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The Importance of Denim Day

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The opinions expressed in this article are the writer’s own and do not reflect the views of Her Campus.
This article is written by a student writer from the Her Campus at Oswego chapter.

(Trigger Warning: Topic of Sexual Assault)

You’ll know Denim Day happened if you’re reading this on or after Wednesday. Around your campus and even in the area you live in, you might see more people out with denim on because of it. 

Denim Day was started in 1999 by the nonprofit organization Peace Over Violence. The campaign hosts the day on a Wednesday during April because it also being Sexual Assault Awareness Month. Though this began in 1999, the reason behind it happened in a case in 1992. 

In the case, the Italian Supreme Court overturned the assailant’s conviction because the victim was wearing tight jeans. Given that the victim was wearing this, the court believed that it was implied to be consensual and believed that the assailant could not get them off without help from the victim. 

After the ruling was finalized, women in the Italian Parliament would be seen wearing jeans in solidarity with the victim of this case as a form of protest and this would spread internationally. As we are here 32 years later, the spread still stands to where we show up and wear denim to school, work, and other public places to show our support for survivors of sexual assault. The protest also goes against the misconception that what someone is wearing determines if they are consenting or ‘asking for it.’

Besides just participating in wearing denim, clubs or organizations on your campus and area might host events that highlight this important day, so if you’re able to and comfortable to go, it is a great way to be supported and be an advocate. Denim Day’s website (linked at the end of this) also includes ways to get involved such as through their action kit or taking the pledge.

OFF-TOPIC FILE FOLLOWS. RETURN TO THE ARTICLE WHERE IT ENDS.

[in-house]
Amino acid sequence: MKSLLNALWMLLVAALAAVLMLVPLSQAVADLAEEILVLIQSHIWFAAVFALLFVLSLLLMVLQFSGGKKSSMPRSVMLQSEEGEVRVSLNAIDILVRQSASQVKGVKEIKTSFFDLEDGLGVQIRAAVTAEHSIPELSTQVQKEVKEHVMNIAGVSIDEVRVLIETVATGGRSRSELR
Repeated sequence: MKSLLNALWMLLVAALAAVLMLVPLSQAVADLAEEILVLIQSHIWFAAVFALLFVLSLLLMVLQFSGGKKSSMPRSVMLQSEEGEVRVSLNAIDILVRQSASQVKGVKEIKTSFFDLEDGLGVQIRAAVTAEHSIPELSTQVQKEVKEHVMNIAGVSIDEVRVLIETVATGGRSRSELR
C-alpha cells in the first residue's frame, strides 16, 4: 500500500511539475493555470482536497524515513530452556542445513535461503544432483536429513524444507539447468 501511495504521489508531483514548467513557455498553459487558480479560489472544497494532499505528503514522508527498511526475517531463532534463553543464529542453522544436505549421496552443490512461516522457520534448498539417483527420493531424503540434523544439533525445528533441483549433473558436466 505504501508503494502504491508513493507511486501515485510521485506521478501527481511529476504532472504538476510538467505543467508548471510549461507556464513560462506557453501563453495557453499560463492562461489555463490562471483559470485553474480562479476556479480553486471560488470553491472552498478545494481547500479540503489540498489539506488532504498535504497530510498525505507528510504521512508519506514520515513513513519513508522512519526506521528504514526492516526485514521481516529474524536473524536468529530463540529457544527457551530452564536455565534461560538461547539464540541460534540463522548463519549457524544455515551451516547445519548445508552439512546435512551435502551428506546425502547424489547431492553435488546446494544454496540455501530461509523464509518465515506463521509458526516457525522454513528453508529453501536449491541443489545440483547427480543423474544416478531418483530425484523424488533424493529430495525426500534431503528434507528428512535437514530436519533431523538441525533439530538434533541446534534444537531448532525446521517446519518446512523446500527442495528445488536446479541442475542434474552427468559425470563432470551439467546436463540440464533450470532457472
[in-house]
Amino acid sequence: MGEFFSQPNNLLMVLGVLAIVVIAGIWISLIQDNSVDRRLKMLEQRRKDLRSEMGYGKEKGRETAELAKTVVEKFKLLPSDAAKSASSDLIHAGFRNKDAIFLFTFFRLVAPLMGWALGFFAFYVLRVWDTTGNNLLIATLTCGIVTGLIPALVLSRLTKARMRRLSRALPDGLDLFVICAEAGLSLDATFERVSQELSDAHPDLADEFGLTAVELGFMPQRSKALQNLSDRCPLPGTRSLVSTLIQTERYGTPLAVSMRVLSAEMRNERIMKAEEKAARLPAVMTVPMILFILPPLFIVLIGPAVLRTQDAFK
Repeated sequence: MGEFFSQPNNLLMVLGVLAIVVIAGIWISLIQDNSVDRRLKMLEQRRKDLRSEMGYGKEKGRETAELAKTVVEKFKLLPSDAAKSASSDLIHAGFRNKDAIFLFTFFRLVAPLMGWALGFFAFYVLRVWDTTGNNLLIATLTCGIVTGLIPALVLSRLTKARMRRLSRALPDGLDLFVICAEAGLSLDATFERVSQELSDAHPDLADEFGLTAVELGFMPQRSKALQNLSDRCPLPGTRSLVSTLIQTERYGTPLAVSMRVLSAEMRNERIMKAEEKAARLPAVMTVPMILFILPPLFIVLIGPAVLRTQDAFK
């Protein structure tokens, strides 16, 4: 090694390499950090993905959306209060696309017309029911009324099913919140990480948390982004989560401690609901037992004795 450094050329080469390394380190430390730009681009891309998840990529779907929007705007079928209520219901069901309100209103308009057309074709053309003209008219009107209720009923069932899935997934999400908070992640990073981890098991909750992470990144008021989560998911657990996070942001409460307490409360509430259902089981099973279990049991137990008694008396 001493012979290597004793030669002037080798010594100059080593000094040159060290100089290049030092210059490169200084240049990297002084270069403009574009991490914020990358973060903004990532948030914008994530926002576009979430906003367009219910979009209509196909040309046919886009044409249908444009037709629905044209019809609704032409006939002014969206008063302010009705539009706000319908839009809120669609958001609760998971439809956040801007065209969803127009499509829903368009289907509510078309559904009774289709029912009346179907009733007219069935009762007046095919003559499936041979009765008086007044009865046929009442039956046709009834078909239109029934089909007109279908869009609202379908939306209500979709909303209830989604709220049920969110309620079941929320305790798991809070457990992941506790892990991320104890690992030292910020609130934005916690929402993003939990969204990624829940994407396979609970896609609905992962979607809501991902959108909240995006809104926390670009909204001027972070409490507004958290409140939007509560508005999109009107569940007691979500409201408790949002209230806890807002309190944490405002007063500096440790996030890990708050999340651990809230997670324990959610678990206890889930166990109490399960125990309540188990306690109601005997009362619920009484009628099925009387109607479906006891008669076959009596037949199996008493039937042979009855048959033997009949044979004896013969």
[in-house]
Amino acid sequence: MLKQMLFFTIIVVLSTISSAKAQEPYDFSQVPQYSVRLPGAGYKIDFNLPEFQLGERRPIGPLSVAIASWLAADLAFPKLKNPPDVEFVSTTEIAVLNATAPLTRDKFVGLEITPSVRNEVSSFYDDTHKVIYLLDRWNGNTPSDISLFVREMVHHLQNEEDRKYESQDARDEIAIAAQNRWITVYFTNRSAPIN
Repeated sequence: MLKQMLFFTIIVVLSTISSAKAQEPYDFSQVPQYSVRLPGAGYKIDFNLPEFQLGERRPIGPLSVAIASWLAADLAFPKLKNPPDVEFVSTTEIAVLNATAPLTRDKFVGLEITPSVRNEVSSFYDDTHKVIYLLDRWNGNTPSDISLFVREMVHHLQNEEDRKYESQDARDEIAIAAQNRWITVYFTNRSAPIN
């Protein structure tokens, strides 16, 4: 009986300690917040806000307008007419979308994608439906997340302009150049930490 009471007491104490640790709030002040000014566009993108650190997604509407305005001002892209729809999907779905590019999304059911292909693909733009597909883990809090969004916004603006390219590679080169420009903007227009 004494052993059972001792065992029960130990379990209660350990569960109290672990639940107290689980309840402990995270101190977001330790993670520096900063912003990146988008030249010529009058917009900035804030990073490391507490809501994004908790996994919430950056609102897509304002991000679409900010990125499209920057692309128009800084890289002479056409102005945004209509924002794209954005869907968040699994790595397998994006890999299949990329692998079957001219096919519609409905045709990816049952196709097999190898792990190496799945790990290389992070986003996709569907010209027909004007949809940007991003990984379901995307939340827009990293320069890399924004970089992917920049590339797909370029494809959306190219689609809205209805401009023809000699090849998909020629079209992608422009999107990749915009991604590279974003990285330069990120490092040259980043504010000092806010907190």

For myself personally, I wear denim today not only to advocate and bring light to what I’ve gone through but for what others have as well. Sexual assault can happen to anyone, no matter who they are, no matter what they wear, no matter if you know them or not, if they’re your friend, family, or a stranger; so today put on some denim and look or continue to look into ways to support and advocate. 

For More Information on Denim Day & Peace Over Violence, You Can Go To:

Hello, I am Leila LaJoie (she/her). I go by Leila, but sometimes people call me Laine. I am a 21-year-old in my final year of undergrad at SUNY Oswego. I double major in Journalism and English, so I have always had a love for writing in general. In my free time I enjoy writing, reading, dancing, listening to music and going on walks. As far as what I focus on while writing, I'm very open, it really depends on what I'm into at the moment as well as what is going on around my environment. I am grateful for the opportunity to start this journey on Her Campus, as it will allow for me to have a writing outlet that can kickstart and further me into my career. It also will allow me to hear more about others' stories and experiences. A stepping stool if you will to my future and connections to be made.